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George Litton vs Hill & Ceron, et al GR No.

L-45624 [Type here]

Facts: On February 14, 1934, the plaintiff sold and delivered to Carlos Ceron, who is one of the
managing partners of Hill & Ceron, a certain number of mining claims. By virtue of said
transaction, Ceron (respondent) delivered to the petitioner a document acknowledging that he
received from him certain share certificates of Big Wedge Mining Company amounting to P1870.
Ceron paid to the plaintiff the sum or P1,150 leaving an unpaid balance of P720, and unable to
collect this sum either from Hill & Ceron or from its surety Visayan Surety & Insurance Corporation,
Litton filed a complaint in the Court of First Instance of Manila against the said defendants for the
recovery of the said balance. The court, after trial, ordered Carlos Ceron personally to pay the
amount claimed and absolved the partnership Hill & Ceron, Robert Hill and the Visayan Surety &
Insurance Corporation. The CA affirmed the decision of the trial court having reached the
conclusion that Ceron did not intend to represent and did not act for the firm Hill & Ceron
in the transaction involved in this litigation.

Issue: WON the transaction bind the partnership of Ceron only

Ruling: While the transaction was entered into by Ceron, it bound the partnership. We reached
the conclusion that the transaction made by Ceron with the plaintiff should be understood in law
as effected by Hill & Ceron and binding upon it. Robert Hill had the same power to buy and sell;
that in said partnership Hill as well as Ceron made the transaction as partners in equal parts; that
on the date of the transaction, February 14, 1934, the partnership between Hill and Ceron was in
existence. After this date, or on February 19th, Hill & Ceron sold shares of the Big Wedge;
and when the transaction was entered into with Litton, it was neither published in the newspapers
nor stated in the commercial registry that the partnership Hill & Ceron had been dissolved. The
SC dissented from the view of the CA that for one of the partner’s to bind the partnership
the consent of the other is necessary.

Third persons, like the plaintiff, are not bound in entering into a contract with any of the two
partners, to ascertain whether or not this partner with whom the transaction is made has the
consent of the other partner. The public need not make inquiries as to the agreements had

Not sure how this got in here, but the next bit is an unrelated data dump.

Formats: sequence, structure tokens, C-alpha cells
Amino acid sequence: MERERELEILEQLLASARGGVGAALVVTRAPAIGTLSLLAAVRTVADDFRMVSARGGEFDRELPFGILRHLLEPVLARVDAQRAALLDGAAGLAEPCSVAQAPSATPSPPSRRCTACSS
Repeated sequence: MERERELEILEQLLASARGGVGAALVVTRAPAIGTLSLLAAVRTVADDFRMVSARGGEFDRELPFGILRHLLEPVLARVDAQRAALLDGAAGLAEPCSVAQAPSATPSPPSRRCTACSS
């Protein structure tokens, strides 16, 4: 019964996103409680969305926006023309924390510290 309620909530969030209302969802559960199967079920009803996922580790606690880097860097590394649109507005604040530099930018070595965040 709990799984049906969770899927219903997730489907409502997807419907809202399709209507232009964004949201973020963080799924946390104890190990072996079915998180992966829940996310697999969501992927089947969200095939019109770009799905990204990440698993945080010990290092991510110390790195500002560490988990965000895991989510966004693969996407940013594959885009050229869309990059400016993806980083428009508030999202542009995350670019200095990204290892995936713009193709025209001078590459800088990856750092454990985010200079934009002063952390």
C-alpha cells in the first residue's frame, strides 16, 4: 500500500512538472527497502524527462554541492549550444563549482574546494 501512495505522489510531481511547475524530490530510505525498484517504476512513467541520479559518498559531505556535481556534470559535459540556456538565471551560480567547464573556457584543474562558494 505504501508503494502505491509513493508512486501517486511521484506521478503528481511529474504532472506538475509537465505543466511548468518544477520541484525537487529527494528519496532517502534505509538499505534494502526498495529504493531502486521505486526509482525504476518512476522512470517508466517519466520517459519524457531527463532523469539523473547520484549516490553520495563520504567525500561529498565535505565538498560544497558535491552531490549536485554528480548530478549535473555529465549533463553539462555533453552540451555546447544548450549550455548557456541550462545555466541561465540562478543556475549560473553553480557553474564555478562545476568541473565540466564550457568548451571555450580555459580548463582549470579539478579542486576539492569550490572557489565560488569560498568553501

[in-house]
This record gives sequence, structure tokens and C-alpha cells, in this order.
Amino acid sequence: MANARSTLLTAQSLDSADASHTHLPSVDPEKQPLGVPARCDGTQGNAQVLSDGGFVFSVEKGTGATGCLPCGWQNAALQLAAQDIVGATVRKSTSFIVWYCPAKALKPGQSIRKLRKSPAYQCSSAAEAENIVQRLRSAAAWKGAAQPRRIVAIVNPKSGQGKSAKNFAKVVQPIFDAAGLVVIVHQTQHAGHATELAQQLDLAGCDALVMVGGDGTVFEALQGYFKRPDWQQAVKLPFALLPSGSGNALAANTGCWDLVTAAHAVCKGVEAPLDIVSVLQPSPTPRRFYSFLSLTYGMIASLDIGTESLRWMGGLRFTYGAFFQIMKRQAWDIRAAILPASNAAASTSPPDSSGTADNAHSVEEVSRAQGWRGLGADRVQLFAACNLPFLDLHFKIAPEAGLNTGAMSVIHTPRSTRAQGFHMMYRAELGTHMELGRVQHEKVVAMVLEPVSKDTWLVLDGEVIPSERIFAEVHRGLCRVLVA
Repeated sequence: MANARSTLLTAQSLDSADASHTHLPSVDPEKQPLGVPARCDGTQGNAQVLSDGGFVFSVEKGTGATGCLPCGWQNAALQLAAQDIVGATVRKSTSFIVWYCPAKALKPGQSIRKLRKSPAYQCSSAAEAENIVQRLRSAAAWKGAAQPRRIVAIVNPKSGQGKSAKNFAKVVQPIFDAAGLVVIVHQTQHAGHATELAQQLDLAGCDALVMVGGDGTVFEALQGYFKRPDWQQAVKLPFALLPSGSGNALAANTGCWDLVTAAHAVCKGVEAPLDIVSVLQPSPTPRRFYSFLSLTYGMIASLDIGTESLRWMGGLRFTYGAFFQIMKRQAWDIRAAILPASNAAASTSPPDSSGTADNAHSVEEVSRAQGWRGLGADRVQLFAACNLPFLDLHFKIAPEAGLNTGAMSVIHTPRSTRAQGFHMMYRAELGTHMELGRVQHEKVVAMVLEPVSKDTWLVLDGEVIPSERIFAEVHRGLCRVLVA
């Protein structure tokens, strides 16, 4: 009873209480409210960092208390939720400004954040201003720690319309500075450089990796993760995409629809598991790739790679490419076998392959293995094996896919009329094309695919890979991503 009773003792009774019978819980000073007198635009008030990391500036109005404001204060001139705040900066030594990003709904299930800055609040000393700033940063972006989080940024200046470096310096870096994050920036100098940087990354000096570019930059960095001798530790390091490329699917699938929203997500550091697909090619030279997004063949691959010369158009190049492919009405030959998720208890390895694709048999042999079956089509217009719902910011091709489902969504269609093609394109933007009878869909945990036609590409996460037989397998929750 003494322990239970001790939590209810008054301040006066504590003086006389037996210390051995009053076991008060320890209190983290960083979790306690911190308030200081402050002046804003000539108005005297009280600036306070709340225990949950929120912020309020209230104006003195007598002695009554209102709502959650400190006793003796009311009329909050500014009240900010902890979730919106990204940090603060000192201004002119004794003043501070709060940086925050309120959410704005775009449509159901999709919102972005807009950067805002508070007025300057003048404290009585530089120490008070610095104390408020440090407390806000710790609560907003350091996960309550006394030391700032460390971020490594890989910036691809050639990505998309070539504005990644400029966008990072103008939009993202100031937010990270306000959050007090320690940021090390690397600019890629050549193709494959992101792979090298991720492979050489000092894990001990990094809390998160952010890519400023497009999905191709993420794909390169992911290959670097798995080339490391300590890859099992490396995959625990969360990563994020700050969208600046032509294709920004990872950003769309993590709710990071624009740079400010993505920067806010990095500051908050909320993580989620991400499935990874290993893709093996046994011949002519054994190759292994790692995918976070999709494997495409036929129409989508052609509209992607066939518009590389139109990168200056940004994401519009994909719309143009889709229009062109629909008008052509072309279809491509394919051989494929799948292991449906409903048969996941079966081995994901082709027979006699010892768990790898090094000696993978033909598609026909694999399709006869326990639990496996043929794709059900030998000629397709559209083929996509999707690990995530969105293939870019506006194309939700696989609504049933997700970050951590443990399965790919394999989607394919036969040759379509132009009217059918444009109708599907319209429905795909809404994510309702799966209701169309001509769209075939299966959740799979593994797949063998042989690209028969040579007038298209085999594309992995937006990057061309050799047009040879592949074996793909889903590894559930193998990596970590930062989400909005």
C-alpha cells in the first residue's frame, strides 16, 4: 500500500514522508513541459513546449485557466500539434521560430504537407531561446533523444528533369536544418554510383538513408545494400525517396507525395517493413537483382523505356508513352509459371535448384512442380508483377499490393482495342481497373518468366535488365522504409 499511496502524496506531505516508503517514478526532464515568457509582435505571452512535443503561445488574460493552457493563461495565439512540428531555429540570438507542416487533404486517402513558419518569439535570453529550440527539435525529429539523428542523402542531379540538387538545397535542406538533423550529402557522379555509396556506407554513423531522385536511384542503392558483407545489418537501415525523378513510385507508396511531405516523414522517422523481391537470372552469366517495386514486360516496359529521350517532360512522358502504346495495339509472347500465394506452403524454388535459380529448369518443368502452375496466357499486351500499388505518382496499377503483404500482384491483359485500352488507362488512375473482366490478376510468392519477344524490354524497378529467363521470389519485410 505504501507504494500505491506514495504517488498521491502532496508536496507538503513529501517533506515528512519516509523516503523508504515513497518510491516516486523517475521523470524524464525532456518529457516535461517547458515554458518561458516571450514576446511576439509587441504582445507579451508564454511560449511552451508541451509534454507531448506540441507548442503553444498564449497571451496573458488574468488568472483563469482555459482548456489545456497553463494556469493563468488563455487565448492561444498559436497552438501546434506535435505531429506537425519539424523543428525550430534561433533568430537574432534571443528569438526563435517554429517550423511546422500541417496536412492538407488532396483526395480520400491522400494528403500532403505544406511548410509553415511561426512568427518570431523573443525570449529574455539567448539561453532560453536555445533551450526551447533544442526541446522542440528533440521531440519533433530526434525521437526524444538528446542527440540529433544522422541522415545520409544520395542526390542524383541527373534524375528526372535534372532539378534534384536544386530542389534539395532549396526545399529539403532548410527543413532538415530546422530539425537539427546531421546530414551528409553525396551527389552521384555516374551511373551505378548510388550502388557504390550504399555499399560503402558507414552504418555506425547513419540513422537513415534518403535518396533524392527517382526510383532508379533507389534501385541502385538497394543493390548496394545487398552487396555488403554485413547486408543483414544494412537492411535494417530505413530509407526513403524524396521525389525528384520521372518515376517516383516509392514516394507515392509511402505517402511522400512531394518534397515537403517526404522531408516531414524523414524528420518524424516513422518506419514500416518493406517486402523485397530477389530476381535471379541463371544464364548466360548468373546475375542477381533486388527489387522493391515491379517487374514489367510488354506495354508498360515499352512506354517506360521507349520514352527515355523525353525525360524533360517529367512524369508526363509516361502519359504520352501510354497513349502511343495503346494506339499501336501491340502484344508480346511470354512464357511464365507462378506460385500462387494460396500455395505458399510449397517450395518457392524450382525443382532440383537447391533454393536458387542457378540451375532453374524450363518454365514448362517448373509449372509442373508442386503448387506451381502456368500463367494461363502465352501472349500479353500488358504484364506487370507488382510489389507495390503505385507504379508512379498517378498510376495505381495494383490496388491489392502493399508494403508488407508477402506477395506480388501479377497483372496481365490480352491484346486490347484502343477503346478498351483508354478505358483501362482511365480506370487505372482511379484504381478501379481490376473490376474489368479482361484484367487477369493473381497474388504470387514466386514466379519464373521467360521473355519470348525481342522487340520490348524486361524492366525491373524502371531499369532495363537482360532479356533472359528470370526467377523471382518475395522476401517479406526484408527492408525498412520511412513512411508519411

between the partners. Its knowledge is enough that it is contracting with the partnership
which is represented by one of the managing partners.

The second paragraph of the articles of partnership of Hill & Ceron reads in part:

Second: That the purpose or object for which this co-partnership is organized is to engage in the
business of brokerage in general, such as stock and bond brokers, real brokers, investment
security brokers, shipping brokers, and other activities pertaining to the business of brokers in
general. The kind of business in which the partnership Hill & Ceron is to engage being thus
determined, none of the two partners, under article 130 of the Code of Commerce, may legally
engage in the business of brokerage in general as stock brokers, security brokers and other
activities pertaining to the business of the partnership. Ceron, therefore, could not have entered
George Litton vs Hill & Ceron, et al GR No. L-45624 [Type here]

into the contract of sale of shares with Litton as a private individual, but as a managing
partner of Hill & Ceron. The stipulation in the articles of partnership that any of the two
managing partners may contract and sign in the name of the partnership with the consent of the
other, undoubtedly creates an obligation between the two partners, which consists in asking the
other's consent before contracting for the partnership. This obligation of course is not imposed
upon a third person who contracts with the partnership. Neither is it necessary for the third person
to ascertain if the managing partner with whom he contracts has previously obtained the consent
of the other. A third person may and has a right to presume that the partner with whom he
contracts has, in the ordinary and natural course of business, the consent of his co- partner;
for otherwise he would not enter into the contract. The third person would naturally not
presume that the partner with whom he enters into the transaction is violating the articles
of partnership but, on the contrary, is Acting in accordance therewith. And this finds support
in the legal presumption that the ordinary course of business has been followed. If we are to
interpret the articles of partnership in question by holding that it is the obligation of the third
person to inquire whether the managing co-partner of the one with whom he contracts has given
his consent to said contract, which is practically casting upon him the obligation to get such
consent, this interpretation would, in similar cases, operate to hinder effectively the transactions, a
thing not desirable and contrary to the nature of business which requires promptness and
dispatch one the basis of good faith and honesty which are always presumed.